This month we are delving into Retail Strategy. We invited Helen Miller of Helen Miller Consulting, to share her insights. Helen Miller spent the best part 20 years buying beauty brands for Boots UK. Now as a management consultant she advises brands and retailers on business strategy, business models and profitability, brand development, retail assortment, distribution strategies and negotiation.
To succeed with retailers the basic premise is that it’s all about them.
It’s about understanding the Buyers agenda – working out what’s important to them
Understand that most retailers manage categories, not individual brands, and unless you are one of the categories power brands whose performance will affect the whole category, brands are rarely talked about.
If your brand spans several consumer categories, it may be split up across the store and lose brand identity.
Also understand that retailers can be more focussed on each other – responding to what their competitors are doing because their over-riding objective is to get customers through their doors.
What those customers buy when they get there is of secondary importance – and selling own label is usually better than selling a proprietary brand because the margins are higher.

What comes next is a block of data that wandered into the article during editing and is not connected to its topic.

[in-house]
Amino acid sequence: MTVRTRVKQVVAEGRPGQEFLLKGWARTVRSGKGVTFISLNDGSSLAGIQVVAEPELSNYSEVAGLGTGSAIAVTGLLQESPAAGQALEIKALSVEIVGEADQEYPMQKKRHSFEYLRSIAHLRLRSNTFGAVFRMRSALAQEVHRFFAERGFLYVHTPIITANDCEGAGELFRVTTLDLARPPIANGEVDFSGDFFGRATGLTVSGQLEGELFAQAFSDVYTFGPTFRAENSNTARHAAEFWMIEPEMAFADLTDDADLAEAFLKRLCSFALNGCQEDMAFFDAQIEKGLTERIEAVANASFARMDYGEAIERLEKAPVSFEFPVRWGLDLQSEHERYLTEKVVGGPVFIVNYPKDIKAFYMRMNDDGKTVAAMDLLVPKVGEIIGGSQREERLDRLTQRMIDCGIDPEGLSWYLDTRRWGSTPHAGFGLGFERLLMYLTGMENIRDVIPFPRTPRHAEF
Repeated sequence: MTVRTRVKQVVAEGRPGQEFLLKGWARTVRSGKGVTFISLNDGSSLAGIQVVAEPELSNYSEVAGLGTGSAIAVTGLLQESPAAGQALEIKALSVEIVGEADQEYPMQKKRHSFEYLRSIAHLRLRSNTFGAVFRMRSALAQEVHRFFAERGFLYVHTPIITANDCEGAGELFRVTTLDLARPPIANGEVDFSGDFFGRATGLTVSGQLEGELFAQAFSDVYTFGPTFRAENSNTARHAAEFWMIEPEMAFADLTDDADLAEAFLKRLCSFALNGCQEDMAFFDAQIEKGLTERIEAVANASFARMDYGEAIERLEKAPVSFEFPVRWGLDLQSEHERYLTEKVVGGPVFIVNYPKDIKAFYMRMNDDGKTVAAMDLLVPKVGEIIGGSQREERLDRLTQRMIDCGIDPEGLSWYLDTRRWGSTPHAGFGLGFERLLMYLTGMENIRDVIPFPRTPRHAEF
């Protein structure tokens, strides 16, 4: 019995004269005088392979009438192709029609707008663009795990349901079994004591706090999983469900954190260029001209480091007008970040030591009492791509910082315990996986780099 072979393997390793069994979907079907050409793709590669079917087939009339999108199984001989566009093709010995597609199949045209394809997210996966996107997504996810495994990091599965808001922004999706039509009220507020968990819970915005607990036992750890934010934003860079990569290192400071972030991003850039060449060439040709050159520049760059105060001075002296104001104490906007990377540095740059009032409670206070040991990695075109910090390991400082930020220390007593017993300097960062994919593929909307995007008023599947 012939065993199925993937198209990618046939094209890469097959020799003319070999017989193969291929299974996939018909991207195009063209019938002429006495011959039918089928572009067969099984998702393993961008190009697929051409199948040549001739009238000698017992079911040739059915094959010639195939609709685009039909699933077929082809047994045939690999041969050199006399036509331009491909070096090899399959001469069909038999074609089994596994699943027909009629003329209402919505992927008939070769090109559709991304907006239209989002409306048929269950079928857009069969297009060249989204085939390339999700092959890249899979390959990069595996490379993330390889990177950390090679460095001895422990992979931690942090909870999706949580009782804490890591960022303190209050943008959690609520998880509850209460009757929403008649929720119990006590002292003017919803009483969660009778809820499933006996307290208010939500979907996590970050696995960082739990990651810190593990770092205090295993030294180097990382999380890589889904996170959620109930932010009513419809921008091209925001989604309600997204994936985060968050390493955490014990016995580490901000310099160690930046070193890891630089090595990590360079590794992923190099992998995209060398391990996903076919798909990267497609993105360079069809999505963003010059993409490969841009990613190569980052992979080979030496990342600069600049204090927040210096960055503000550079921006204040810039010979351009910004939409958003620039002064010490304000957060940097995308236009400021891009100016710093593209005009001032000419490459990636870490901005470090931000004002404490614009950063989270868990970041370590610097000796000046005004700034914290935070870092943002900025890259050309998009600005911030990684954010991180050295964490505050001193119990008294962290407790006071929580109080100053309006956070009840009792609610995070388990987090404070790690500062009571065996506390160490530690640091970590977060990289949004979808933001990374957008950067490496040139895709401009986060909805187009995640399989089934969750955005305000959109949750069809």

Make sure that you visit a good cross section of potential retailers for your brand – and study them carefully;
- Do they actually have a category for your brand? – if it’s a really new idea they might not have in which case the retailer doesn’t know where to merchandise you.
- Where does your price point and market positioning fit within a category? If you are far higher or lower than the current ranges – you don’t fit.
- What brands / product are occupying the space you want to occupy now?
- Why would the customer want to buy your brand instead of what’s there now – because the retailer will probably have to discontinue something to fit you it.
- Have you got a USP, (Unique Selling Point) and can you say it in one sentence? Buyers and consumers have a short attention span.
With this information decide on which retailers you want to be stocked by and prioritise them based on what you see as the potential size of the prize – their sales level, and premiumness. UK retail tends to work top down, not bottom up. If your early distribution is in discounters, that’s where you will stay. Start higher up the chain with say department stores or upmarket chains, then you can move more mass later.
Understand the retail timetable. They vary but generally the bigger they are the longer their planning lead-times, so you may have to be presenting to them in January for a Christmas season launch.
Then prepare a SHORT retail buyer presentation. The most common mistake brands make when meeting a retailer is to prepare a 50 PowerPoint slide presentation for a 1 hour meeting with the buyer – which is 45 minutes by the time the buyer arrives, and you settle into your seats. The average length of time spent on a slide is 2 minutes so with 50 of them you present the first 15 properly, the next 10 are rushed and the last 25 never get presented – which are probably the 25 that the buyer needed to hear.
When I go to a retailer, I go with 12 slides!
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